Acta Neuropathologica

, Volume 95, Issue 5, pp 466–470

Early forms of microtubule-associated protein are strongly expressed in cortical dysplasia

  • Hideo Yamanouchi
  • Venita Jay
  • Hiroshi Otsubo
  • Makiko Kaga
  • Laurence E. Becker
  • Sachio Takashima
Regular paper

DOI: 10.1007/s004010050826

Cite this article as:
Yamanouchi, H., Jay, V., Otsubo, H. et al. Acta Neuropathol (1998) 95: 466. doi:10.1007/s004010050826

Abstract

We report the enhanced expression of early forms of microtubule-associated proteins (MAPs) in cortical dysplasia in surgical resections from 17 children with intractable epilepsy. Large neurons, which represent one of the characteristic cellular features of cortical dysplasia, showed strong immunoreactivity for MAP1B, as well as the low-molecular-weight isoform of MAP2 (MAP2c). Insitu hybridization with MAP1B antisense riboprobe showed markedly increased hybridization signal intensities in the large neurons, whereas neurons in the normal-appearing cortex and most of the normal-sized neurons in the dysplastic cortex had faint signals. Because MAP2c and MAP1B are early forms of MAPs, which are abundantly expressed in the developing brain and down-regulated in the adult, and are thought to be involved in neuronal outgrowth and plasticity, our results suggest that the structural remodeling of neuronal processes is activated in cortical dysplasia.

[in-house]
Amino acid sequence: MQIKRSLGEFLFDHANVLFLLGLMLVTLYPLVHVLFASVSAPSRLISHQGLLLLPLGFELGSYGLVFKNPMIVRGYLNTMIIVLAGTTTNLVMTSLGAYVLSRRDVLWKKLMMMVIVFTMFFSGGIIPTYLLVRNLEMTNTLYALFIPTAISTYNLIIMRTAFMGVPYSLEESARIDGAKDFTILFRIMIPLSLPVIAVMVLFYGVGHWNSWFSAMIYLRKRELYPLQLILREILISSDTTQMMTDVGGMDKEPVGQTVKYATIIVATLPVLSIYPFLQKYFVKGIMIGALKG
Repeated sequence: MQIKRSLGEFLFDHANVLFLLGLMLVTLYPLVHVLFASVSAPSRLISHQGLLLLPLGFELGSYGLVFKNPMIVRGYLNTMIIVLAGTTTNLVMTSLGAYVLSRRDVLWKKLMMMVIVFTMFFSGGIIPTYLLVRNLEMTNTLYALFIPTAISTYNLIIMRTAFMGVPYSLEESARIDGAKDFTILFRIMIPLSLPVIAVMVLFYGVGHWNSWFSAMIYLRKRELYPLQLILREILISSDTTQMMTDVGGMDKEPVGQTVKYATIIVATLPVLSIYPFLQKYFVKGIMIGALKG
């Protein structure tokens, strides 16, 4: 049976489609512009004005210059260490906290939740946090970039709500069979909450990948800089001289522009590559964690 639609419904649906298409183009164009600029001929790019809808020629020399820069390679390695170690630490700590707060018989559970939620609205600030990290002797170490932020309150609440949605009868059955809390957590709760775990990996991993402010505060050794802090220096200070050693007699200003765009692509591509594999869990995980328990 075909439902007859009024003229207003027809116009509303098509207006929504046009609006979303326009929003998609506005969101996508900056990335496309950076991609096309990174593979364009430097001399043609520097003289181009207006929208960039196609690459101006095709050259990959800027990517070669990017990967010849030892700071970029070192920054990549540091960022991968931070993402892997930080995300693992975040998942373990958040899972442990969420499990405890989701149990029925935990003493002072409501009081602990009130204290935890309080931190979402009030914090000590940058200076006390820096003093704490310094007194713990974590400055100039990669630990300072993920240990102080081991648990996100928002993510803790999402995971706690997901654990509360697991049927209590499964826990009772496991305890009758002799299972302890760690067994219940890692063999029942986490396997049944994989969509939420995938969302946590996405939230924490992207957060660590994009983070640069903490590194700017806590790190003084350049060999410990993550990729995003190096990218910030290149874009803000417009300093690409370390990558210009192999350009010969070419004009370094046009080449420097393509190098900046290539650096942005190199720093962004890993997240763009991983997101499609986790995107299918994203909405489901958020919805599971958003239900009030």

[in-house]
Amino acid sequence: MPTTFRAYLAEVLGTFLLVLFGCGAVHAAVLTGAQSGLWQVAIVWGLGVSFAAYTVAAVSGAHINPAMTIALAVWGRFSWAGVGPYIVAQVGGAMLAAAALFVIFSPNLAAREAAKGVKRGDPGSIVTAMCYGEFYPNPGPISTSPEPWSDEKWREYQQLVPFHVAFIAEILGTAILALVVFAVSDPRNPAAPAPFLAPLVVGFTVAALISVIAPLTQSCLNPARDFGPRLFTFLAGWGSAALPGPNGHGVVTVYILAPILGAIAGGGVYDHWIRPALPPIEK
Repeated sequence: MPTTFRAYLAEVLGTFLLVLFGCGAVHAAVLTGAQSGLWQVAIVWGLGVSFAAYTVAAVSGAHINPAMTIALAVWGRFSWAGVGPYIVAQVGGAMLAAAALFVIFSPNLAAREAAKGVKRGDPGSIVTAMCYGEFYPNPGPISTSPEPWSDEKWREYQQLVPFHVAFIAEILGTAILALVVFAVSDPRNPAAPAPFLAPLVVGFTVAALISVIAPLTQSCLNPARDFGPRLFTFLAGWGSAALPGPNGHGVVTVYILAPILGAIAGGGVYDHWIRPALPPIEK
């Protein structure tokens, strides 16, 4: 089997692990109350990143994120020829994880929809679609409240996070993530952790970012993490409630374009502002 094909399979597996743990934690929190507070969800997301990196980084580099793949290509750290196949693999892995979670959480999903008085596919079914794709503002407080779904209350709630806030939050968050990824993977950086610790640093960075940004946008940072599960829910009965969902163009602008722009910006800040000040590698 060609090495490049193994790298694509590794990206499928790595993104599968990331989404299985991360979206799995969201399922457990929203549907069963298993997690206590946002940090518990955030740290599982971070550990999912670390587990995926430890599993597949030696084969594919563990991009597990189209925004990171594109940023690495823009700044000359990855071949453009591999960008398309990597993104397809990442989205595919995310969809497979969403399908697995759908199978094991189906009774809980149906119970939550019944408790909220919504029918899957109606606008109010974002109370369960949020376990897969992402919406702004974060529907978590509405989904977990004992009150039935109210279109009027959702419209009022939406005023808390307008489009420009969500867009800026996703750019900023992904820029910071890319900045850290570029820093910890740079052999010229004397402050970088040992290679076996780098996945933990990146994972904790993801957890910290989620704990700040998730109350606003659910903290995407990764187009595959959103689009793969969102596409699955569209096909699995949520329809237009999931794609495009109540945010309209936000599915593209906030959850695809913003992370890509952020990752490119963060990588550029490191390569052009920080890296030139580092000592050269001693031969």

Key words Microtubule-associated proteins Epilepsy Migration disorders Cortical dysplasia 

Copyright information

© Springer-Verlag Berlin Heidelberg 1998

Authors and Affiliations

  • Hideo Yamanouchi
    • 1
  • Venita Jay
    • 2
  • Hiroshi Otsubo
    • 2
  • Makiko Kaga
    • 3
  • Laurence E. Becker
    • 2
  • Sachio Takashima
    • 1
  1. 1.Department of Mental Retardation and Birth Defect Research, National Institute of Neuroscience, Kodaira, Tokyo, JapanJP
  2. 2.Departments of Pediatric Laboratory Medicine and Neurology, The Hospital for Sick Children, Toronto, Ontario, CanadaCA
  3. 3.Department of Developmental Disorders, National Institute of Mental Health, Chiba, JapanJP
  4. 4.Department of Mental Retardation and Birth Defect Research, National Institute of Neuroscience, NCNP, 4-1-1 Ogawahigashi-Cho, Kodaira, Tokyo 187, Japan Fax: 81-423-46-1743JP

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